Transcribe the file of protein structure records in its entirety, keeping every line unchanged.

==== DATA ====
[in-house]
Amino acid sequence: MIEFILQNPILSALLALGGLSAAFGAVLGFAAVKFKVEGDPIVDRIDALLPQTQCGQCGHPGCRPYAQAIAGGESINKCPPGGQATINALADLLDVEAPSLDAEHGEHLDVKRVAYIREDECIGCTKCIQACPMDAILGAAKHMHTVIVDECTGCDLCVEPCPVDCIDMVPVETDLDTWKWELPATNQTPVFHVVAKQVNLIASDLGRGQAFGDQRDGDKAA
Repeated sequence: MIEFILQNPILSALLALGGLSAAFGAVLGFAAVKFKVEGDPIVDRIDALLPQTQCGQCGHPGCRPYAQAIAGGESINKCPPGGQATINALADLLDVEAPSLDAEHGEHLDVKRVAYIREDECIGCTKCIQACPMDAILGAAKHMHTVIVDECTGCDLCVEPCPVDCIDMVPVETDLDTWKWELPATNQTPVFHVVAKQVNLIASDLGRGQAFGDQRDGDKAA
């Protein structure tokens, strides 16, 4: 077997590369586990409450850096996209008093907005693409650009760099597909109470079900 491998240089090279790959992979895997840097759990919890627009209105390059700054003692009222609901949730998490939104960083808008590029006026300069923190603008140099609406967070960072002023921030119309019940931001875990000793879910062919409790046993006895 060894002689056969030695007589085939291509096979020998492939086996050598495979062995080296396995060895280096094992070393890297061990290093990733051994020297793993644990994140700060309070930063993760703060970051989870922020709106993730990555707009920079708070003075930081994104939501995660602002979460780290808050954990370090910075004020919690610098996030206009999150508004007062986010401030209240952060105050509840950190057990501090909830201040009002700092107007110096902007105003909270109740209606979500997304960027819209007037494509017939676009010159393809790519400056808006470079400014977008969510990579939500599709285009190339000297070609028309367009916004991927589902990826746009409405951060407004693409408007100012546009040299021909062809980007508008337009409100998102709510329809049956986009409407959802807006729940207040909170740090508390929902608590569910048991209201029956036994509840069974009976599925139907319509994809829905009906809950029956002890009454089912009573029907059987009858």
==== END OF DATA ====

[in-house]
Amino acid sequence: MIEFILQNPILSALLALGGLSAAFGAVLGFAAVKFKVEGDPIVDRIDALLPQTQCGQCGHPGCRPYAQAIAGGESINKCPPGGQATINALADLLDVEAPSLDAEHGEHLDVKRVAYIREDECIGCTKCIQACPMDAILGAAKHMHTVIVDECTGCDLCVEPCPVDCIDMVPVETDLDTWKWELPATNQTPVFHVVAKQVNLIASDLGRGQAFGDQRDGDKAA
Repeated sequence: MIEFILQNPILSALLALGGLSAAFGAVLGFAAVKFKVEGDPIVDRIDALLPQTQCGQCGHPGCRPYAQAIAGGESINKCPPGGQATINALADLLDVEAPSLDAEHGEHLDVKRVAYIREDECIGCTKCIQACPMDAILGAAKHMHTVIVDECTGCDLCVEPCPVDCIDMVPVETDLDTWKWELPATNQTPVFHVVAKQVNLIASDLGRGQAFGDQRDGDKAA
């Protein structure tokens, strides 16, 4: 077997590369586990409450850096996209008093907005693409650009760099597909109470079900 491998240089090279790959992979895997840097759990919890627009209105390059700054003692009222609901949730998490939104960083808008590029006026300069923190603008140099609406967070960072002023921030119309019940931001875990000793879910062919409790046993006895 060894002689056969030695007589085939291509096979020998492939086996050598495979062995080296396995060895280096094992070393890297061990290093990733051994020297793993644990994140700060309070930063993760703060970051989870922020709106993730990555707009920079708070003075930081994104939501995660602002979460780290808050954990370090910075004020919690610098996030206009999150508004007062986010401030209240952060105050509840950190057990501090909830201040009002700092107007110096902007105003909270109740209606979500997304960027819209007037494509017939676009010159393809790519400056808006470079400014977008969510990579939500599709285009190339000297070609028309367009916004991927589902990826746009409405951060407004693409408007100012546009040299021909062809980007508008337009409100998102709510329809049956986009409407959802807006729940207040909170740090508390929902608590569910048991209201029956036994509840069974009976599925139907319509994809829905009906809950029956002890009454089912009573029907059987009858």